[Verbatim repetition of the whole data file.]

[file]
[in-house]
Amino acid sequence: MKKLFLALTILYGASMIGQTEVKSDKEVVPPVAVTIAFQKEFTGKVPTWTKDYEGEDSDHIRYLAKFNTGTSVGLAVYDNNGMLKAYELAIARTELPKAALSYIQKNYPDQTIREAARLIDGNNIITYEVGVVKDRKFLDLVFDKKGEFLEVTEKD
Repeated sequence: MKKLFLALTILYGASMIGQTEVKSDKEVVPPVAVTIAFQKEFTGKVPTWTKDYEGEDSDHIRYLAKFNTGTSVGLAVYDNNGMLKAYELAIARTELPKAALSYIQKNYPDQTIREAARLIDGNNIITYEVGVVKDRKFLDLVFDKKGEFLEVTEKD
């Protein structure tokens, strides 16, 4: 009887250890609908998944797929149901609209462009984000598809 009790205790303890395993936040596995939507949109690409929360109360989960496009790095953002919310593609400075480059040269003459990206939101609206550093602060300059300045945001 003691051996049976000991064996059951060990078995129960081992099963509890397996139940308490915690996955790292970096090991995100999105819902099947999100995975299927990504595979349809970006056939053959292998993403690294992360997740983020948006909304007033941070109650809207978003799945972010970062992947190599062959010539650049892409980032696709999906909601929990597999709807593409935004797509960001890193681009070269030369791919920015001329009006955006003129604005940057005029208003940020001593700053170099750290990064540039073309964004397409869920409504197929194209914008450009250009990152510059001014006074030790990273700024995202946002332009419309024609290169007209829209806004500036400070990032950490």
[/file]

[in-house]
Amino acid sequence: MKKLFLALTILYGASMIGQTEVKSDKEVVPPVAVTIAFQKEFTGKVPTWTKDYEGEDSDHIRYLAKFNTGTSVGLAVYDNNGMLKAYELAIARTELPKAALSYIQKNYPDQTIREAARLIDGNNIITYEVGVVKDRKFLDLVFDKKGEFLEVTEKD
Repeated sequence: MKKLFLALTILYGASMIGQTEVKSDKEVVPPVAVTIAFQKEFTGKVPTWTKDYEGEDSDHIRYLAKFNTGTSVGLAVYDNNGMLKAYELAIARTELPKAALSYIQKNYPDQTIREAARLIDGNNIITYEVGVVKDRKFLDLVFDKKGEFLEVTEKD
């Protein structure tokens, strides 16, 4: 009887250890609908998944797929149901609209462009984000598809 009790205790303890395993936040596995939507949109690409929360109360989960496009790095953002919310593609400075480059040269003459990206939101609206550093602060300059300045945001 003691051996049976000991064996059951060990078995129960081992099963509890397996139940308490915690996955790292970096090991995100999105819902099947999100995975299927990504595979349809970006056939053959292998993403690294992360997740983020948006909304007033941070109650809207978003799945972010970062992947190599062959010539650049892409980032696709999906909601929990597999709807593409935004797509960001890193681009070269030369791919920015001329009006955006003129604005940057005029208003940020001593700053170099750290990064540039073309964004397409869920409504197929194209914008450009250009990152510059001014006074030790990273700024995202946002332009419309024609290169007209829209806004500036400070990032950490």